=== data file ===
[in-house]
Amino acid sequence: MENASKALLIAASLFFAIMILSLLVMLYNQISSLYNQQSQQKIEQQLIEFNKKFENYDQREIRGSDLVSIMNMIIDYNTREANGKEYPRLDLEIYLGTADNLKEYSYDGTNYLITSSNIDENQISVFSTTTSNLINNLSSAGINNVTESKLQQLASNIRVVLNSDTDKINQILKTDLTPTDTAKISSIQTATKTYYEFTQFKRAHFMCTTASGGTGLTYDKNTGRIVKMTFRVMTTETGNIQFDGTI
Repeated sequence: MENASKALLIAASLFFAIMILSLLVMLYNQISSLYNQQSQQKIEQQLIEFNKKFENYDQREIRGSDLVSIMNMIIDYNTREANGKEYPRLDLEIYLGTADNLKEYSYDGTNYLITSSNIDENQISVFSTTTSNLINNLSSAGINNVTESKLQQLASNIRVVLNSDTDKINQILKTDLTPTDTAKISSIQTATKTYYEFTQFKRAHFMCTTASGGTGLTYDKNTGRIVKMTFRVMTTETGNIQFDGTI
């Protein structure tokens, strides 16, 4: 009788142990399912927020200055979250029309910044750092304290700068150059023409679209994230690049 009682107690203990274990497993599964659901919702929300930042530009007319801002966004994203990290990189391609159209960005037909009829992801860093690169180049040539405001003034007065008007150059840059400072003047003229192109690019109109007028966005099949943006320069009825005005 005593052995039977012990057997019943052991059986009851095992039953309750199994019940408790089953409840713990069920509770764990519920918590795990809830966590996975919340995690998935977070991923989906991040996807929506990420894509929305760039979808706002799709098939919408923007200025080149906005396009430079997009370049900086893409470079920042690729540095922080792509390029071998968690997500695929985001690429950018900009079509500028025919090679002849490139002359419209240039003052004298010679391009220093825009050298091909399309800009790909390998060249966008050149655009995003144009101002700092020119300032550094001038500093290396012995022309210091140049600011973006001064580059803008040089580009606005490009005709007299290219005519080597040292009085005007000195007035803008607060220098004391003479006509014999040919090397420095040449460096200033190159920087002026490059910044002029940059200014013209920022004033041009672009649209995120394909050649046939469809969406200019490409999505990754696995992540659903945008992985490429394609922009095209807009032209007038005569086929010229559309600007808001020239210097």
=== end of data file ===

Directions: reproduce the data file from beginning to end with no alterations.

[in-house]
Amino acid sequence: MENASKALLIAASLFFAIMILSLLVMLYNQISSLYNQQSQQKIEQQLIEFNKKFENYDQREIRGSDLVSIMNMIIDYNTREANGKEYPRLDLEIYLGTADNLKEYSYDGTNYLITSSNIDENQISVFSTTTSNLINNLSSAGINNVTESKLQQLASNIRVVLNSDTDKINQILKTDLTPTDTAKISSIQTATKTYYEFTQFKRAHFMCTTASGGTGLTYDKNTGRIVKMTFRVMTTETGNIQFDGTI
Repeated sequence: MENASKALLIAASLFFAIMILSLLVMLYNQISSLYNQQSQQKIEQQLIEFNKKFENYDQREIRGSDLVSIMNMIIDYNTREANGKEYPRLDLEIYLGTADNLKEYSYDGTNYLITSSNIDENQISVFSTTTSNLINNLSSAGINNVTESKLQQLASNIRVVLNSDTDKINQILKTDLTPTDTAKISSIQTATKTYYEFTQFKRAHFMCTTASGGTGLTYDKNTGRIVKMTFRVMTTETGNIQFDGTI
């Protein structure tokens, strides 16, 4: 009788142990399912927020200055979250029309910044750092304290700068150059023409679209994230690049 009682107690203990274990497993599964659901919702929300930042530009007319801002966004994203990290990189391609159209960005037909009829992801860093690169180049040539405001003034007065008007150059840059400072003047003229192109690019109109007028966005099949943006320069009825005005 005593052995039977012990057997019943052991059986009851095992039953309750199994019940408790089953409840713990069920509770764990519920918590795990809830966590996975919340995690998935977070991923989906991040996807929506990420894509929305760039979808706002799709098939919408923007200025080149906005396009430079997009370049900086893409470079920042690729540095922080792509390029071998968690997500695929985001690429950018900009079509500028025919090679002849490139002359419209240039003052004298010679391009220093825009050298091909399309800009790909390998060249966008050149655009995003144009101002700092020119300032550094001038500093290396012995022309210091140049600011973006001064580059803008040089580009606005490009005709007299290219005519080597040292009085005007000195007035803008607060220098004391003479006509014999040919090397420095040449460096200033190159920087002026490059910044002029940059200014013209920022004033041009672009649209995120394909050649046939469809969406200019490409999505990754696995992540659903945008992985490429394609922009095209807009032209007038005569086929010229559309600007808001020239210097």